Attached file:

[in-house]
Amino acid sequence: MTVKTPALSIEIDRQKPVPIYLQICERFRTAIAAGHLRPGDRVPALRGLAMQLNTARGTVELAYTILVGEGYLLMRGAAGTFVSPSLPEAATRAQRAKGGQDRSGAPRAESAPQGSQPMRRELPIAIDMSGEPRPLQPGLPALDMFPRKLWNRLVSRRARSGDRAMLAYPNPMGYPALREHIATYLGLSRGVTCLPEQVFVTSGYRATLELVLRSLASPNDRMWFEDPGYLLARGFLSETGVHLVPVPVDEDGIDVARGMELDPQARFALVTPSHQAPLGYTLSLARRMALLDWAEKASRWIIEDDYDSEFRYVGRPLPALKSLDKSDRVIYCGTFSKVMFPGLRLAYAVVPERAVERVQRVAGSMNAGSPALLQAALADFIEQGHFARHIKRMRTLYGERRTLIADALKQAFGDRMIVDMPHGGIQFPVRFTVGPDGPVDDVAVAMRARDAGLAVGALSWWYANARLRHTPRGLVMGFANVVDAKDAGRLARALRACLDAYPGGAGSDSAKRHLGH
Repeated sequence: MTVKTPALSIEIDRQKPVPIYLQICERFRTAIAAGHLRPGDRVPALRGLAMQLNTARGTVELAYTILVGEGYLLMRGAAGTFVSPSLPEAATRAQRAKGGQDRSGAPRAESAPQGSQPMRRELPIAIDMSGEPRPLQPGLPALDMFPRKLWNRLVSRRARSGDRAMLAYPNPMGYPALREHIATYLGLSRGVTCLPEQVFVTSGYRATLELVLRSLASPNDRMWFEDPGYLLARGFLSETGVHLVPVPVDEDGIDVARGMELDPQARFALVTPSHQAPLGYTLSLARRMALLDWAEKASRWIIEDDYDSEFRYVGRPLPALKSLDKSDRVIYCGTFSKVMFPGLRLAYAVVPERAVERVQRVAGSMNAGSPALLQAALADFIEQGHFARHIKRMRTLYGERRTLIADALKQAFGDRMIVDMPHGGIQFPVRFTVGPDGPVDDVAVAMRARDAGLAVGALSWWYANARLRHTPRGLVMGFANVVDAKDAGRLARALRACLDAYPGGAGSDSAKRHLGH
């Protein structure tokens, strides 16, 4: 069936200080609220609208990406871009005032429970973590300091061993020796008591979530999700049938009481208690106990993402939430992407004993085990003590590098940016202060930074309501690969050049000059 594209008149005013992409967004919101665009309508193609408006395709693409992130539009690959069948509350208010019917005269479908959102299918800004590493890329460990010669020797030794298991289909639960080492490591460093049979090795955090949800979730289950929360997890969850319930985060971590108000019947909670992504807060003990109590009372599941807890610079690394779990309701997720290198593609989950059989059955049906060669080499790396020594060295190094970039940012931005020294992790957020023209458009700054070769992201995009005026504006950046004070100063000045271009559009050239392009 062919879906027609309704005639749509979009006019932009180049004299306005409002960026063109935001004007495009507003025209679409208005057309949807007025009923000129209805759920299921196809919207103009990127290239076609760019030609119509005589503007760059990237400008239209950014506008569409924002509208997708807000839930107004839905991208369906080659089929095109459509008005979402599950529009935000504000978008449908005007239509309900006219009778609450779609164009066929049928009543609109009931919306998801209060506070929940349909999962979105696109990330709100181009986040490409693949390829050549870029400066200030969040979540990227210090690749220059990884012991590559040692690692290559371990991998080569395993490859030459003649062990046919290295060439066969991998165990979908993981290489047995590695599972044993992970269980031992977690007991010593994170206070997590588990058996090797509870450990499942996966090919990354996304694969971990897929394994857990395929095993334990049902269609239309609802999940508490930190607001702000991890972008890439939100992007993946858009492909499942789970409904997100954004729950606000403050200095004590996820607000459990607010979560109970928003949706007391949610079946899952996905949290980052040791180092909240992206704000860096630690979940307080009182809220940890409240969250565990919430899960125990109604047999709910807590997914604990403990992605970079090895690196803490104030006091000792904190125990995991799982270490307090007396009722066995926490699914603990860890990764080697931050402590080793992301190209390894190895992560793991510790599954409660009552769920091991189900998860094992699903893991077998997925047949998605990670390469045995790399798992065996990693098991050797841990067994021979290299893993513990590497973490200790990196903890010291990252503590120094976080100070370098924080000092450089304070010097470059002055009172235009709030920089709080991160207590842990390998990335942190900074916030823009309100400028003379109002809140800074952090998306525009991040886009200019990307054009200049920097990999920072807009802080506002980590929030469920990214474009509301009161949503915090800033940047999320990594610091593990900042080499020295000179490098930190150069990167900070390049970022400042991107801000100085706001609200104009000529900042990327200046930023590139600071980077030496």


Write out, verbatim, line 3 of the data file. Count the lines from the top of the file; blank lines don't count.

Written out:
Repeated sequence: MTVKTPALSIEIDRQKPVPIYLQICERFRTAIAAGHLRPGDRVPALRGLAMQLNTARGTVELAYTILVGEGYLLMRGAAGTFVSPSLPEAATRAQRAKGGQDRSGAPRAESAPQGSQPMRRELPIAIDMSGEPRPLQPGLPALDMFPRKLWNRLVSRRARSGDRAMLAYPNPMGYPALREHIATYLGLSRGVTCLPEQVFVTSGYRATLELVLRSLASPNDRMWFEDPGYLLARGFLSETGVHLVPVPVDEDGIDVARGMELDPQARFALVTPSHQAPLGYTLSLARRMALLDWAEKASRWIIEDDYDSEFRYVGRPLPALKSLDKSDRVIYCGTFSKVMFPGLRLAYAVVPERAVERVQRVAGSMNAGSPALLQAALADFIEQGHFARHIKRMRTLYGERRTLIADALKQAFGDRMIVDMPHGGIQFPVRFTVGPDGPVDDVAVAMRARDAGLAVGALSWWYANARLRHTPRGLVMGFANVVDAKDAGRLARALRACLDAYPGGAGSDSAKRHLGH